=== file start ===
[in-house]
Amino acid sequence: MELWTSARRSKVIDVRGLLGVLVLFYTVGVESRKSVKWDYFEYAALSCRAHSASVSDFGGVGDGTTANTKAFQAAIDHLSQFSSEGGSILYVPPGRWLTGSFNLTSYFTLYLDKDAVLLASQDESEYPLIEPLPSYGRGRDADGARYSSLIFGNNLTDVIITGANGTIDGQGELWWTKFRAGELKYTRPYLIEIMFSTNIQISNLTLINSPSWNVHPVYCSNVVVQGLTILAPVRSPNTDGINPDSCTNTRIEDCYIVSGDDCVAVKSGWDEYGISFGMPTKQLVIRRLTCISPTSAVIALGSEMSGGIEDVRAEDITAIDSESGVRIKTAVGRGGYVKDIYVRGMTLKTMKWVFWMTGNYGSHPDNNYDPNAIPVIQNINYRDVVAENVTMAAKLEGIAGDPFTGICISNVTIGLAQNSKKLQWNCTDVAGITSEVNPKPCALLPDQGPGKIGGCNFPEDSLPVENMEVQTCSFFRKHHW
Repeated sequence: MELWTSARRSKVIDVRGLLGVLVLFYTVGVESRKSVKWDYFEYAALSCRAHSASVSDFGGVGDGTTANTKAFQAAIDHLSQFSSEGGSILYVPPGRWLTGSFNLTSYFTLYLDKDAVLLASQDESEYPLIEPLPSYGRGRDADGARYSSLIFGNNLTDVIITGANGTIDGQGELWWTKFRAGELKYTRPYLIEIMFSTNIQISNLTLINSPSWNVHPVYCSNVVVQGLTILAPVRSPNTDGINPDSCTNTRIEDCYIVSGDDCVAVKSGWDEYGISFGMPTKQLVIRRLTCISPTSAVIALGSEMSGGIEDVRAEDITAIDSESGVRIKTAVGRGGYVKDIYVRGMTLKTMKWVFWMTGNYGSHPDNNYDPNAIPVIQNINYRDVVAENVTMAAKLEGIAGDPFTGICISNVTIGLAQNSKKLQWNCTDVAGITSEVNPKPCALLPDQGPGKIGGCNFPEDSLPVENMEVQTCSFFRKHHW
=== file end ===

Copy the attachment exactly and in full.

[in-house]
Amino acid sequence: MELWTSARRSKVIDVRGLLGVLVLFYTVGVESRKSVKWDYFEYAALSCRAHSASVSDFGGVGDGTTANTKAFQAAIDHLSQFSSEGGSILYVPPGRWLTGSFNLTSYFTLYLDKDAVLLASQDESEYPLIEPLPSYGRGRDADGARYSSLIFGNNLTDVIITGANGTIDGQGELWWTKFRAGELKYTRPYLIEIMFSTNIQISNLTLINSPSWNVHPVYCSNVVVQGLTILAPVRSPNTDGINPDSCTNTRIEDCYIVSGDDCVAVKSGWDEYGISFGMPTKQLVIRRLTCISPTSAVIALGSEMSGGIEDVRAEDITAIDSESGVRIKTAVGRGGYVKDIYVRGMTLKTMKWVFWMTGNYGSHPDNNYDPNAIPVIQNINYRDVVAENVTMAAKLEGIAGDPFTGICISNVTIGLAQNSKKLQWNCTDVAGITSEVNPKPCALLPDQGPGKIGGCNFPEDSLPVENMEVQTCSFFRKHHW
Repeated sequence: MELWTSARRSKVIDVRGLLGVLVLFYTVGVESRKSVKWDYFEYAALSCRAHSASVSDFGGVGDGTTANTKAFQAAIDHLSQFSSEGGSILYVPPGRWLTGSFNLTSYFTLYLDKDAVLLASQDESEYPLIEPLPSYGRGRDADGARYSSLIFGNNLTDVIITGANGTIDGQGELWWTKFRAGELKYTRPYLIEIMFSTNIQISNLTLINSPSWNVHPVYCSNVVVQGLTILAPVRSPNTDGINPDSCTNTRIEDCYIVSGDDCVAVKSGWDEYGISFGMPTKQLVIRRLTCISPTSAVIALGSEMSGGIEDVRAEDITAIDSESGVRIKTAVGRGGYVKDIYVRGMTLKTMKWVFWMTGNYGSHPDNNYDPNAIPVIQNINYRDVVAENVTMAAKLEGIAGDPFTGICISNVTIGLAQNSKKLQWNCTDVAGITSEVNPKPCALLPDQGPGKIGGCNFPEDSLPVENMEVQTCSFFRKHHW